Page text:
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"Enough Said! We Are Lucky To Have A Winner Like # 9"


We Are Still Going To The SB
May 24, 2002
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Fiedler's old coach still raving the passer

By Dave Joseph
Posted September 19 2002

UNIONDALE, N.Y. -- Frank Luisi says he has something to show you. Less than a mile from Weeb Ewbank Hall and the Jets' training facility at Hofstra University, Luisi walks out of a restaurant to his car and pulls a three-page letter from a cluttered trunk filled with folders and cardboard boxes.

"Here it is," says Luisi, holding up stapled sheets of paper under a clear blue sky. "This is it. This is the letter."

The paper is white, the type is single-spaced. "Dear coach," it begins. "I am writing to you in the hope that you may be interested in bringing an outstanding quarterback, a great athlete and a tremendous leader to your organization."

Five years ago when Jay Fiedler couldn't get a job in the NFL, Luisi, his high school coach at Oceanside High School (N.Y.), sent this letter and highlight film of Fiedler's collegiate and professional career to every team in the NFL.

Not only did the letter help save Fiedler's career -- he was signed less than two weeks later by the Vikings -- but one could say it takes on added significance this week since Luisi's letter-writing campaign was fueled, in part, by the Jets' rejection of him.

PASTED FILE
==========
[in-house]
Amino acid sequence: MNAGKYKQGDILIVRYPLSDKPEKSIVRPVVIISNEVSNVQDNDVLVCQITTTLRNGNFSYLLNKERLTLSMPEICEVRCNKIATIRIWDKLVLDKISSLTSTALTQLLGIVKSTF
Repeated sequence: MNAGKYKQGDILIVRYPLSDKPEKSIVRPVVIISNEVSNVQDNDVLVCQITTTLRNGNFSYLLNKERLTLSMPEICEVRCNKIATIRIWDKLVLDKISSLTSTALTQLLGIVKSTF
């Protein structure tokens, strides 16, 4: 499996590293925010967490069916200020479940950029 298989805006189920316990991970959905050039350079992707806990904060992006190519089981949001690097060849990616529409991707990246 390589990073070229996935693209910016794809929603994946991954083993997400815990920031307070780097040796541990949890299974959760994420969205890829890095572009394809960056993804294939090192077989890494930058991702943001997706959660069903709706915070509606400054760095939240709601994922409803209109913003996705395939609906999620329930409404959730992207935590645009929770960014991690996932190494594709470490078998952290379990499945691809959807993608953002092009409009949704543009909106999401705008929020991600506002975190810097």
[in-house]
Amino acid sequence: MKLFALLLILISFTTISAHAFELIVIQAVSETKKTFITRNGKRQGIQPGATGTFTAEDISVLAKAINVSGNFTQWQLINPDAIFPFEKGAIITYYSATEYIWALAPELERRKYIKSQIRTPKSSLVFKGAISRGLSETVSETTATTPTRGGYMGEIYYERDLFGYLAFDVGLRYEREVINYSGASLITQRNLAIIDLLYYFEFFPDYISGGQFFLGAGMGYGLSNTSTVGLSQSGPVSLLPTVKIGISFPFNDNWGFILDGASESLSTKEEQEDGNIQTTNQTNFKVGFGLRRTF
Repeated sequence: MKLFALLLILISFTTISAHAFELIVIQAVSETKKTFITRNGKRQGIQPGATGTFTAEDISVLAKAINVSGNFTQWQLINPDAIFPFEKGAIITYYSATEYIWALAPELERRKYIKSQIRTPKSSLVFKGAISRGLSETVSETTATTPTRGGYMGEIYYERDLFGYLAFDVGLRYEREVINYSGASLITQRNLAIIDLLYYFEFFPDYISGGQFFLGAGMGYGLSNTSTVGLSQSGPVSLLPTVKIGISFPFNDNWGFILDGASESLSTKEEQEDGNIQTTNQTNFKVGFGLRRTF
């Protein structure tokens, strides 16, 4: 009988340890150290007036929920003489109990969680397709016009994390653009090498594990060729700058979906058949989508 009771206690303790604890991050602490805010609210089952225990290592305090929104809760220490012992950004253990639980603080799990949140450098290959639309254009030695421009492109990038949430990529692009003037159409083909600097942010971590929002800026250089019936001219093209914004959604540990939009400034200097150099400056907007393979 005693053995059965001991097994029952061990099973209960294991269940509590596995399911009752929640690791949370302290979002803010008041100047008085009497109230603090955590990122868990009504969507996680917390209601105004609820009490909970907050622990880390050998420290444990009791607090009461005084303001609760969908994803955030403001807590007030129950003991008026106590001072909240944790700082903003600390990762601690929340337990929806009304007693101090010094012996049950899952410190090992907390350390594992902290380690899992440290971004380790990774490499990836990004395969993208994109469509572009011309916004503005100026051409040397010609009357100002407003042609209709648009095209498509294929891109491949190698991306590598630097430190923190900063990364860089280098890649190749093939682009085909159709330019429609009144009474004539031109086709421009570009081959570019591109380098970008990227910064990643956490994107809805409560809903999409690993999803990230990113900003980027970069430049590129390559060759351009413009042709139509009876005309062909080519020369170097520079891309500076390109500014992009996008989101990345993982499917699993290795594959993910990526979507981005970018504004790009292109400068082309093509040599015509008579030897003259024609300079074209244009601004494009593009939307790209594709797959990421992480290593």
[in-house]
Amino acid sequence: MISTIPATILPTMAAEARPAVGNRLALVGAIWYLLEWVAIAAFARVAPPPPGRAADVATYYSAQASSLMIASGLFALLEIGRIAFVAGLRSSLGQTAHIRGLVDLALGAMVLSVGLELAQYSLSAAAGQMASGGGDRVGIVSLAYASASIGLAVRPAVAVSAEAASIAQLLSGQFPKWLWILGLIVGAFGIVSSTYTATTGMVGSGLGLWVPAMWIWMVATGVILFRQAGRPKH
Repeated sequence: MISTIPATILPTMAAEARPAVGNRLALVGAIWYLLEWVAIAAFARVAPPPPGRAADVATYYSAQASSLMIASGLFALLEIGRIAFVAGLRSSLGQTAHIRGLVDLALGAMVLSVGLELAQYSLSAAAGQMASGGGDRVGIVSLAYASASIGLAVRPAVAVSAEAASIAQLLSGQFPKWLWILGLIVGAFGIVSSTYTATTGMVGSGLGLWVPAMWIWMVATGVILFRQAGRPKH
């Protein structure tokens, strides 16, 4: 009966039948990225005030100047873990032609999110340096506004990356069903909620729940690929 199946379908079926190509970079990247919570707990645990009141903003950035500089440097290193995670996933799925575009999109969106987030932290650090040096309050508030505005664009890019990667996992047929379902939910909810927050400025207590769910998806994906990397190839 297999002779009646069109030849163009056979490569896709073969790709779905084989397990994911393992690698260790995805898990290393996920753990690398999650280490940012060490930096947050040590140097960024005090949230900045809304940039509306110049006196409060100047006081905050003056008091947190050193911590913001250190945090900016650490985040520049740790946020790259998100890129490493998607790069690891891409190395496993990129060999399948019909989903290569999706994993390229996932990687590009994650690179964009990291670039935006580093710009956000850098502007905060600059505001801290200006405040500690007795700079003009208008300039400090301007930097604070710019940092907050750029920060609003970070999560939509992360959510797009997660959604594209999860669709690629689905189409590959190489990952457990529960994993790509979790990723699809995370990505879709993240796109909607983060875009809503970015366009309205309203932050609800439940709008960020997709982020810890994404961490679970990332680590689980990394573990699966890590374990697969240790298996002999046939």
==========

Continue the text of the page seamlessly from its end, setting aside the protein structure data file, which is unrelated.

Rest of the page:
Fiedler, who listed Luisi as his hero earlier this year, still talks with his high school coach every week and credits him among others for the success he's currently enjoying as the NFL's top-rated passer.

"He's been with me every step of the way," Fiedler said Wednesday morning. "He's believed in me as much as anyone. His belief in me translated into writing letters and sending things out and calling coaches and helping me land somewhere."

Luisi, a short bundle of energy who wears his heart on his sleeve, coached at Oceanside on Long Island for 15 years. He was never shy in expressing his confidence in Fiedler.

"When Jay was a sophomore I told people he could play in the NFL," Luisi said. "People laughed at me when I said he could be better than any quarterback to come out of Long Island. Better than Vinny [Testaverde], better than Boomer [Esiason]. But he was a gifted player. He could have played for me when he was in ninth grade, but we couldn't bring freshmen up [to varsity]."

Luisi, who built his offense around Fielder at Oceanside, followed Fiedler's career at Dartmouth and helped get him signed with Philadelphia as an undrafted free agent. But after bouncing from Philadelphia to Cincinnati to the World League, Fiedler found himself out of work in 1997 and serving as an assistant coach at Hofstra. Repeated attempts to get a tryout with the Jets were unsuccessful. Then, in February 1998 during a Nassau County coaches clinic, Luisi asked Jets' assistant coach Al Groh to encourage and advise Fiedler.